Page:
Growing self-sufficiency: New gardeners look for more support, increased food security


By Caroline Barlott
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Kyra Cusveller decided to start growing vegetables at the beginning of the pandemic after driving by a big box store. The parking lot was full and so were the grocery carts of the people who were hurriedly making their way to their cars.

"That moment, seeing how people had so much fear around where they would get their food from, it really struck home for me that this is a basic necessity that no one should have to worry about," says Cusveller, who lives in Edmonton.

Cusveller is in good company. For the last two years, Denise O'Reilly of A'Bunadh Seeds has seen four times as many sales than in previous years. It's a phenomenon many local seed producers have experienced during the COVID-19 pandemic. As people spend more time at home, an interest in gardening, and growing food in particular, has blossomed.

Mary Beckie, a professor with the University of Alberta's School of Public Health, says the trend is multi-faceted: people are spending more time at home, and gardening is safe and relaxing. Growing food is also more meaningful given new knowledge about the fragility of food systems.

The interest shown by gardeners like Cusveller could lead to changes in how food is grown in the city as more people push for access for space to garden and the knowledge required to do it.

"People are starting to clue in that maybe it's time to start taking back the system to grow our own food," says Beckie.

It wouldn't be the first time that a major world event has collectively resulted in a desire for self-sufficiency. Kelly Mills of Lady Flower Gardens, a non-profit located on the northeast outskirts of the city, says that during the Second World War victory gardens were sprouting up in yards and public spaces. Gardening was considered a patriotic duty and it proved that food could be produced locally.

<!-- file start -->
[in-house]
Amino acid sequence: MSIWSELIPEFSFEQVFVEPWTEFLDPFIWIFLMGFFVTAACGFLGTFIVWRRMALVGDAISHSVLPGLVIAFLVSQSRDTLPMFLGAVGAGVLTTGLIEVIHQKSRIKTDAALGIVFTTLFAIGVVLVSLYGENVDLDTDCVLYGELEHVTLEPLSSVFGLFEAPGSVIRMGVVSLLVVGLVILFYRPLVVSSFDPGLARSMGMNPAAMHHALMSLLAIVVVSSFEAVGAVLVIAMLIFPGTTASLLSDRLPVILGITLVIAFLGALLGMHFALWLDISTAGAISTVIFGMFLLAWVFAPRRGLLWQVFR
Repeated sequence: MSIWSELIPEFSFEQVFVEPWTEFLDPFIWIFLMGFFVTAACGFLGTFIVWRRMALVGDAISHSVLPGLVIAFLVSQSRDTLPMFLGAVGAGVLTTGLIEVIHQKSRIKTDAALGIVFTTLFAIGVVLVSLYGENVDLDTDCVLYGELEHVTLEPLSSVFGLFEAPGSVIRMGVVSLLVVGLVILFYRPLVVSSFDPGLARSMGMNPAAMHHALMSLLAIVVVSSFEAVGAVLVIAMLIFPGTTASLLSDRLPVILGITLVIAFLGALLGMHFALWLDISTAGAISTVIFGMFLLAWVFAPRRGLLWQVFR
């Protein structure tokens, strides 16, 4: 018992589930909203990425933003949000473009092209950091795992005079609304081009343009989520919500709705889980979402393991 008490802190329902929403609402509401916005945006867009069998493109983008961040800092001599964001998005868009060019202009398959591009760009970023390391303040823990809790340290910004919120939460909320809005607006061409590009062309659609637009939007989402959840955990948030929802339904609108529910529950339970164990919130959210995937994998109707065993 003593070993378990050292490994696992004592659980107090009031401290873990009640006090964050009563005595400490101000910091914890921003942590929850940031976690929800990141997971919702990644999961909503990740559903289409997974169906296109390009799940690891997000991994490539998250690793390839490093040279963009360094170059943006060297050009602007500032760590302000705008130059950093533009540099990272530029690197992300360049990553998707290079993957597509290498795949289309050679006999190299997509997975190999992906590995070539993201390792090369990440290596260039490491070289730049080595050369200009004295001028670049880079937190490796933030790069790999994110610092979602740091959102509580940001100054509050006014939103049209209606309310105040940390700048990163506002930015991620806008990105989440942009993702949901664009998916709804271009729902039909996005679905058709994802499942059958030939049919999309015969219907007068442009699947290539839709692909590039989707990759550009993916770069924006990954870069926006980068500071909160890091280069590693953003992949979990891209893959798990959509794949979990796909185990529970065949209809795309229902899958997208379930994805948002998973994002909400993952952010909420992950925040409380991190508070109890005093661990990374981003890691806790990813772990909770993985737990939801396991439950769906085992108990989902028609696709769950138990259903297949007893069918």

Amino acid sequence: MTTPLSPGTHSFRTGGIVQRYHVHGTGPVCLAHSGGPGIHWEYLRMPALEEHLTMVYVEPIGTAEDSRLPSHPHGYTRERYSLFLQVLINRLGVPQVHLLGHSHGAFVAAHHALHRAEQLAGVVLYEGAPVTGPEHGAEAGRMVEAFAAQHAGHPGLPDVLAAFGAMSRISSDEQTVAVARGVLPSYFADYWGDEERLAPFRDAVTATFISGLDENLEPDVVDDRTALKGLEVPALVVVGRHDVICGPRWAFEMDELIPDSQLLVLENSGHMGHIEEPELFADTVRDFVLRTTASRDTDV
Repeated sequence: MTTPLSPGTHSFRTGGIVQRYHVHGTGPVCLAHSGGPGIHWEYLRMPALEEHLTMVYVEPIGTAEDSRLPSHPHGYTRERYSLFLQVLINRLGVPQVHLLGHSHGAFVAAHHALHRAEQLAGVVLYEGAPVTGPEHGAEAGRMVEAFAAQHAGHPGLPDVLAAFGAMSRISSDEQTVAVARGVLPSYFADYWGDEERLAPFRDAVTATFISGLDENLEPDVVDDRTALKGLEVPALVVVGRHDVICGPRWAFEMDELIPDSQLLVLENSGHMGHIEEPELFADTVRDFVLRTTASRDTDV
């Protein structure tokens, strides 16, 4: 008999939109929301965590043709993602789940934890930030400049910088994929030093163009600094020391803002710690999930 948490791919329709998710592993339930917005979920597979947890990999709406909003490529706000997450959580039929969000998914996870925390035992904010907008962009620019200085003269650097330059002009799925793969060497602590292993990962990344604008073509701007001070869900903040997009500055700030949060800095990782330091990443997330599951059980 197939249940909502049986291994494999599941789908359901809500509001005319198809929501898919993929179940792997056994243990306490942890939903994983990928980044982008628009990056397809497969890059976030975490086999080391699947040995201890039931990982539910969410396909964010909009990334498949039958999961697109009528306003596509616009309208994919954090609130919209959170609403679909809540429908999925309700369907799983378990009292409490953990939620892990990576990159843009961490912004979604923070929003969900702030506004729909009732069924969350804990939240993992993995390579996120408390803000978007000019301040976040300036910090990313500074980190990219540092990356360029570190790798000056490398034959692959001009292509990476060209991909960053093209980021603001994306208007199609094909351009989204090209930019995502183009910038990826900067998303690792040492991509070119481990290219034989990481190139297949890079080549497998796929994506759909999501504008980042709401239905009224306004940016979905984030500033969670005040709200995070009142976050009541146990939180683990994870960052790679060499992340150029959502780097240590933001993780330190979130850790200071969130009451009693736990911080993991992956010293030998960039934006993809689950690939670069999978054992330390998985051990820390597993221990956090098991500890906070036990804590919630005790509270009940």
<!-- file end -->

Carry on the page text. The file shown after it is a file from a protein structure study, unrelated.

In the decades that followed, people shed their desire to garden as mass supermarkets became the norm.

"Our society has gotten itself into a vulnerable position because that knowledge has been lost, and that ability and access to resources and land has been lost," says Mills. "People are just revisiting something that's almost imprinted on the DNA that's been part of the human experience for thousands of years."

The thirst for that knowledge and resources is reflected in a proliferation of online gardening groups, including AMA's Good to Grow community, and events like the Edmonton Permaculture Guild's Resilience Festival. Yard Share YEG also offers workshops and opportunities to grow food.

Kyra Cusveller's garden has grown throughout the pandemic. (Supplied by Kyra Cusveller)

Kyra Cusveller's garden has grown throughout the pandemic. (Supplied by Kyra Cusveller)

Tackling food security

Beckie was involved in the creation of Edmonton's food and urban agriculture strategy, fresh, approved by city council in 2012, which helped launch the urban hens program, urban beekeeping, and the implementation of zoning bylaw changes to enable more urban agriculture. But Beckie says ultimately there weren't enough resources to tackle food security in earnest.

Councillor Aaron Paquette agrees that the city's fresh initiative was not working as planned so he pushed the issue to the forefront again "through sheer force of will." Now food and agri-business is a pillar in the city's economic policy.

If Paquette could snap his fingers today and change something about the city, he says, he'd make all public land that's not in use available for growing food. While that's a lofty goal, there are smaller steps that can be taken — like how it recently became easier for people to start community gardens and orchards.